When there is in it but one only man.
O, you and I have heard our fathers say,
There was a Brutus once that would have brook'd
Th' eternal devil to keep his state in Rome
As easily as a king.

(i)What is referred to as "the great flood"? Why is this expression used in the text?

Ans: According to classical mythology, Zeus was determined to destroy the world because of the sins of men. “The great flood” refers to a historical event of the biblical story of Noah’s Ark when God sent a flood to wipe out all of humanity. He spared a pious couple, Deucalion and Pvrrha.

(ii) Who is referred to as "one only man"? Why is he so referred to?

Ans: “One only man” refers to Caesar. The phrase "one only man" emphasizes Caesar's uniqueness and the idea that he was a remarkable individual unlike any other. He is so powerful that it appears he is the only man in Rome. Caesar is referred to show his immense popularity and growing political power in Rome. People of Rome could never say before this that Rome had only one great son to boast of. Now it is a Rome in which there is room enough only for Caesar. Cassins is jealous of this.

(iii) What arguments does Cassius give (just before the extract) to show Caesar is not superior to Brutus?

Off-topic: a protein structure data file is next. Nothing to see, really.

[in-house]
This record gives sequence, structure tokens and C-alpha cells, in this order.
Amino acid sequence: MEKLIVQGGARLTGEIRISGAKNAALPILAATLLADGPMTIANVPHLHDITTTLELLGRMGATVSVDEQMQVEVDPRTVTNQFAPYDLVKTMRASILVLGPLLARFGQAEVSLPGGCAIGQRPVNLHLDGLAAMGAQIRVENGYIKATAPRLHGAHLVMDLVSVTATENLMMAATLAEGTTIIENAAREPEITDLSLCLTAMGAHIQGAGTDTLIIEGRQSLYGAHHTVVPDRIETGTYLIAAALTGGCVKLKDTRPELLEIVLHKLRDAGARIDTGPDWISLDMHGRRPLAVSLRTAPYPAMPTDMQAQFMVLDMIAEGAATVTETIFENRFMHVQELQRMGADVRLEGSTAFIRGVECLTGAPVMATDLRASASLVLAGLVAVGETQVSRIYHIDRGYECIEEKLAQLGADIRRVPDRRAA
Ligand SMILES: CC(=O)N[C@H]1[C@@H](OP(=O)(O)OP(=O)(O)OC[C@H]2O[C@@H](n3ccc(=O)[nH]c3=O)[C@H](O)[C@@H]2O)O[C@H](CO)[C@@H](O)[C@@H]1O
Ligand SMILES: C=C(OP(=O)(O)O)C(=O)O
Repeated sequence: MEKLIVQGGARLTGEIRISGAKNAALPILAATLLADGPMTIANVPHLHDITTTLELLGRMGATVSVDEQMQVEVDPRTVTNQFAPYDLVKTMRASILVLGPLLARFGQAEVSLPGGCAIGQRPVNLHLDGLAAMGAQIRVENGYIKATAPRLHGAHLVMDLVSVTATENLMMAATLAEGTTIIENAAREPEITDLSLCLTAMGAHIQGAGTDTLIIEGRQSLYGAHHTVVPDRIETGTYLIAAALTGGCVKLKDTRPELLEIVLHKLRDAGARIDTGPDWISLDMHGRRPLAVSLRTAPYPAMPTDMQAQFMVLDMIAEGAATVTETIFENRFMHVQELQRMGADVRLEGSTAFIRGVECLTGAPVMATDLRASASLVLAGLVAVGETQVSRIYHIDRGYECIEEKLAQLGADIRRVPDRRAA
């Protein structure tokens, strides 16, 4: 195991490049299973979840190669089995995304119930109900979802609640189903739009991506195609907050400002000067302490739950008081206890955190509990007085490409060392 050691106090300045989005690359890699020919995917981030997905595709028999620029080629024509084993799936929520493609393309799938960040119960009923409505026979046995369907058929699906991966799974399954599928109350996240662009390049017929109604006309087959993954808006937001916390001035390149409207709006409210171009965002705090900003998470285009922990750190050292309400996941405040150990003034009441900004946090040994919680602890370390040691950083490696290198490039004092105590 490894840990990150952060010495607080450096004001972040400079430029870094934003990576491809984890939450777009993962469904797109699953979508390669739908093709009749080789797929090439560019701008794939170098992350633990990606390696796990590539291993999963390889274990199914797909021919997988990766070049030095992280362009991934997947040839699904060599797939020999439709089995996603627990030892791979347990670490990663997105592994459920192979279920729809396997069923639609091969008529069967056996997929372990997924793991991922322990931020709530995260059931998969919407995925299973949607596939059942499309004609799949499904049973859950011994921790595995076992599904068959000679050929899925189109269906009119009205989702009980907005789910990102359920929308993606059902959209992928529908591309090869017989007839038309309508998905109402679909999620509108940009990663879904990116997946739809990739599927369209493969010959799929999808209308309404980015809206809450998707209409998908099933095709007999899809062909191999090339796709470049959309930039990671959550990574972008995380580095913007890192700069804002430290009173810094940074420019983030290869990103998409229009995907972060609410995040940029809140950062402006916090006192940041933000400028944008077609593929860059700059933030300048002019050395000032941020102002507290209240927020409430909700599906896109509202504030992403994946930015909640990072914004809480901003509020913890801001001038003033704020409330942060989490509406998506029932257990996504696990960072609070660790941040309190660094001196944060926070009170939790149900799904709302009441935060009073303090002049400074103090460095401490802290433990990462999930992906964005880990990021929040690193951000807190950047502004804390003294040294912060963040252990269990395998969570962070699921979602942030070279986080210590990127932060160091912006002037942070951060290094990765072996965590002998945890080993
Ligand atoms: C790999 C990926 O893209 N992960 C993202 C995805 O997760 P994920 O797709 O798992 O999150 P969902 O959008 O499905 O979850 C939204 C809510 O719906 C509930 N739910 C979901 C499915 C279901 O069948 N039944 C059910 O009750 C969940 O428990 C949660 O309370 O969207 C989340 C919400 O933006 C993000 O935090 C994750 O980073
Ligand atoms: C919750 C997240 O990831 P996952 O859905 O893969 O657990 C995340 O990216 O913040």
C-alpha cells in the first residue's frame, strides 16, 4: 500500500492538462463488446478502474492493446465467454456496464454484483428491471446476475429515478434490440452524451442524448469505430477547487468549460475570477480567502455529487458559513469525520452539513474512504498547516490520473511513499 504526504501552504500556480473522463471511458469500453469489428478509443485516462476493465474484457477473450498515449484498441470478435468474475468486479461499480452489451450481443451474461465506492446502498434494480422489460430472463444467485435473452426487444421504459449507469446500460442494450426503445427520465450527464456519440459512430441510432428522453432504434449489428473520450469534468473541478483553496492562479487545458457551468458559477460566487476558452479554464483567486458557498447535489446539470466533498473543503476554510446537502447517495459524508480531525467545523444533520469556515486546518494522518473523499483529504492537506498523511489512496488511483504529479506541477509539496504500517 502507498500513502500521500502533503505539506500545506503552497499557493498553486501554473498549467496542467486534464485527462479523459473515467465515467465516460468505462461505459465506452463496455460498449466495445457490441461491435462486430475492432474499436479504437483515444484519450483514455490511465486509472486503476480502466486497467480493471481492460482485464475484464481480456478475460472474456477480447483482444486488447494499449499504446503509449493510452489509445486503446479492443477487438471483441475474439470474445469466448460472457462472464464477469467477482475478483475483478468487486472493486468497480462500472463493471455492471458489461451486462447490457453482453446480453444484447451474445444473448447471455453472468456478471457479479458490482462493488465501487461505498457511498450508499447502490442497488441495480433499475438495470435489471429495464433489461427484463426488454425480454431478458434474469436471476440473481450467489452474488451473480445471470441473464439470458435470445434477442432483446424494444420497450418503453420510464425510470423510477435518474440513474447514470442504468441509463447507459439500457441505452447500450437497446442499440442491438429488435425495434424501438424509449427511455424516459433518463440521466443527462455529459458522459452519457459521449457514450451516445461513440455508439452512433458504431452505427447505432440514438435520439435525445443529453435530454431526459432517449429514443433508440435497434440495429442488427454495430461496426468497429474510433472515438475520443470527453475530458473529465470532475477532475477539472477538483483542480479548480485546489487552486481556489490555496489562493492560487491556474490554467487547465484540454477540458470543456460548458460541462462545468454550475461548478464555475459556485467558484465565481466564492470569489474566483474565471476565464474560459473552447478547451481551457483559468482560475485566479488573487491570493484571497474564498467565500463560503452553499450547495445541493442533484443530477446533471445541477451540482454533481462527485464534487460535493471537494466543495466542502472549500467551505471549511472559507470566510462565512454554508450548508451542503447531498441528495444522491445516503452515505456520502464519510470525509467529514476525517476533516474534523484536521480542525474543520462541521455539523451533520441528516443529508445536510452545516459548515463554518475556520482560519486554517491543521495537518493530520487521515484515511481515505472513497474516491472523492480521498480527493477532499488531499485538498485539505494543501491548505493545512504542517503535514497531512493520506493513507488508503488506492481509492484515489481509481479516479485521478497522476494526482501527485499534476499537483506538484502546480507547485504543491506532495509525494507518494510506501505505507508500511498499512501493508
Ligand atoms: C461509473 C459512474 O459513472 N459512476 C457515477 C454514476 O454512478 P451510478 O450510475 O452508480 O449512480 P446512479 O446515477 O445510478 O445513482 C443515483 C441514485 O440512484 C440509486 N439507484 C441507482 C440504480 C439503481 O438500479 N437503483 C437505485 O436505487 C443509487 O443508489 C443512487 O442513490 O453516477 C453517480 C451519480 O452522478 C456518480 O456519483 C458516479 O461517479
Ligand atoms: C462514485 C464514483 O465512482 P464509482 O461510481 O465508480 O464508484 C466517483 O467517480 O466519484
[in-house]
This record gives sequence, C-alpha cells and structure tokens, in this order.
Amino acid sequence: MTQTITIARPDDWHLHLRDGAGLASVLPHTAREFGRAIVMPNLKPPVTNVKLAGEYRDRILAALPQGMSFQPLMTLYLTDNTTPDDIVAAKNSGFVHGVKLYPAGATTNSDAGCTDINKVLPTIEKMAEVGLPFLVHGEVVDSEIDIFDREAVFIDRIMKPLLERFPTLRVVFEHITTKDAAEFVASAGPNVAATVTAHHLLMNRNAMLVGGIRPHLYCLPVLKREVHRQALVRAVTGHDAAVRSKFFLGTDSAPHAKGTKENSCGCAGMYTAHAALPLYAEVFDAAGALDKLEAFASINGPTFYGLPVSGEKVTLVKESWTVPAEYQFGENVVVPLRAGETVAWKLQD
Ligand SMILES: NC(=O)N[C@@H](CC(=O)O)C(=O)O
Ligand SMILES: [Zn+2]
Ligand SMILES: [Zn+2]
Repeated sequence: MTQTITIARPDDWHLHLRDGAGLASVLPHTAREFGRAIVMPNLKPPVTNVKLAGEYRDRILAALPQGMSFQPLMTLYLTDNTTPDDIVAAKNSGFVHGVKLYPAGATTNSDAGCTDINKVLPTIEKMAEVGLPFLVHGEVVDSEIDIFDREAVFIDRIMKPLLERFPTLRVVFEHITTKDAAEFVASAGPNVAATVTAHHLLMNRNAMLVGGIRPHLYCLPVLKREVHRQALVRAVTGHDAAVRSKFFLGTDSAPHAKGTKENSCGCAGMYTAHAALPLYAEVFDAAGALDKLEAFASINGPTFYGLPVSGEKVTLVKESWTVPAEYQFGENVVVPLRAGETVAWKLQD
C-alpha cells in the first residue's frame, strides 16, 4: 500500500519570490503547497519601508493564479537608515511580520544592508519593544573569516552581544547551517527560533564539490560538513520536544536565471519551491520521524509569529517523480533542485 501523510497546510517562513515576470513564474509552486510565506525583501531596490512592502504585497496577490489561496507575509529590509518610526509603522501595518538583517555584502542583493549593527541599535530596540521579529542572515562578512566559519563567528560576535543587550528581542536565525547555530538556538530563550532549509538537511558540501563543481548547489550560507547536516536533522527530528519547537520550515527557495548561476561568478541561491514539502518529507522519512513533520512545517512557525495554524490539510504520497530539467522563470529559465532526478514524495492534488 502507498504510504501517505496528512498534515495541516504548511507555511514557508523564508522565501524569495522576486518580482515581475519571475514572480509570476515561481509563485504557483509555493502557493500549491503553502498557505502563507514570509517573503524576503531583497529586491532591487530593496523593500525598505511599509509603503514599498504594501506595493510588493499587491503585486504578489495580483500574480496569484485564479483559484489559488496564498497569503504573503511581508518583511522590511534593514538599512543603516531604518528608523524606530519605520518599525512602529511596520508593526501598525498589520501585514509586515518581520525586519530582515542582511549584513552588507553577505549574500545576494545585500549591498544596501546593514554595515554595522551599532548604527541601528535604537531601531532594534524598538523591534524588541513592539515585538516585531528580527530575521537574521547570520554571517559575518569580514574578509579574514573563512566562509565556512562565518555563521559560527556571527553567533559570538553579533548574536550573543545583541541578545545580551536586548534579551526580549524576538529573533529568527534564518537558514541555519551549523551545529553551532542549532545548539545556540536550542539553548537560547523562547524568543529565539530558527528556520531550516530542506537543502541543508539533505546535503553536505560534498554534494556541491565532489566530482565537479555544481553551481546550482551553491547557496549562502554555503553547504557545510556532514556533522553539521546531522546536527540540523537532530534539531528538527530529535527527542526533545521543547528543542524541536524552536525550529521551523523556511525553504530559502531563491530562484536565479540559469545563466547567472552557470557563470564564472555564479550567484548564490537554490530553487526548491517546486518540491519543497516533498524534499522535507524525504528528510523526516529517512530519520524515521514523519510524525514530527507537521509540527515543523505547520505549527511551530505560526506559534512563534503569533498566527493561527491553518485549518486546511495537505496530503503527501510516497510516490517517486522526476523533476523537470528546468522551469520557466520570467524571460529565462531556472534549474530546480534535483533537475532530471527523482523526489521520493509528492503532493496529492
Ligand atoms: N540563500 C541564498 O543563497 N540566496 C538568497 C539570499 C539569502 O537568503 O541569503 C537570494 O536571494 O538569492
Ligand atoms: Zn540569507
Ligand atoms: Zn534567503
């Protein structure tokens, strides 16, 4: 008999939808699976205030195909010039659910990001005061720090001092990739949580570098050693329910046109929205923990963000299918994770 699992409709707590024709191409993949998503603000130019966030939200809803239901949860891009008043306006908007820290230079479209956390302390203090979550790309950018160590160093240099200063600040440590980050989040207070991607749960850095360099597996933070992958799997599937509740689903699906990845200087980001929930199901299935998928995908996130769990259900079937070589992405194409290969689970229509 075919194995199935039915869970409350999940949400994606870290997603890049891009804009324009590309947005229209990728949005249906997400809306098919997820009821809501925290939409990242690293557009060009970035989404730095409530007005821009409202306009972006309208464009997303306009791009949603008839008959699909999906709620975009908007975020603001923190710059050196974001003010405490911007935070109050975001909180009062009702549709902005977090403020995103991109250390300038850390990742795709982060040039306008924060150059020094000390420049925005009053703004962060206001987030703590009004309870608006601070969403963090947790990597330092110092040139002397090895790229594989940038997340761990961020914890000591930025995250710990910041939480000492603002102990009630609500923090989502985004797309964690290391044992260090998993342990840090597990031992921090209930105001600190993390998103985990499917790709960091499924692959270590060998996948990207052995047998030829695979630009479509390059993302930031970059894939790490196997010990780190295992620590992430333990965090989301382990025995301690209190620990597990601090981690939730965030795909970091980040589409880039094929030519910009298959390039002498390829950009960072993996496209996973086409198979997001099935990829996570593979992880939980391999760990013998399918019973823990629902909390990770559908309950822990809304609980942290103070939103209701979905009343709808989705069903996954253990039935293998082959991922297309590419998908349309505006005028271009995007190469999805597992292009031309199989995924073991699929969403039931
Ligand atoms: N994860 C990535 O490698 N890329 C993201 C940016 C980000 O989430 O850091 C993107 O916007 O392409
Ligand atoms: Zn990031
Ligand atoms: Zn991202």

Ans: Cassius argues that Caesar isn't superior to Brutus by pointing out that their names sound similar and are equally effective for summoning spirits or inspiring brave men. He suggests that there's no inherent greatness in the name "Caesar" and that both names are essentially the same when it comes to their impact

(iv) "There was a Brutus." Who was this Brutus? What would have he done in Rome?

Ans: Reference to Lucius Junius Brutus who was responsible for expelling the Tarquins the king of Rome in 510 B.C. Brutus in the play claimed to have descended from him. Lucius Junius Brutus would easily have tolerated the devil to be the ruler in Rome if had to tolerate a king to be ruler.

(v) With reference to one incident, state how Cassius was a shrewd manipulator.

Ans: When he responds, "Do fear the people choose Caesar for their king." His involuntary reaction gives Cassius an opportunity to question him directly and to allow Brutus to state openly his opposition to Caesar being crowned king.

VII. Read the extracts given below and answer the questions that follow:

He reads much;
He is a great observer, and he looks
Quite through the deeds of men; he loves no plays,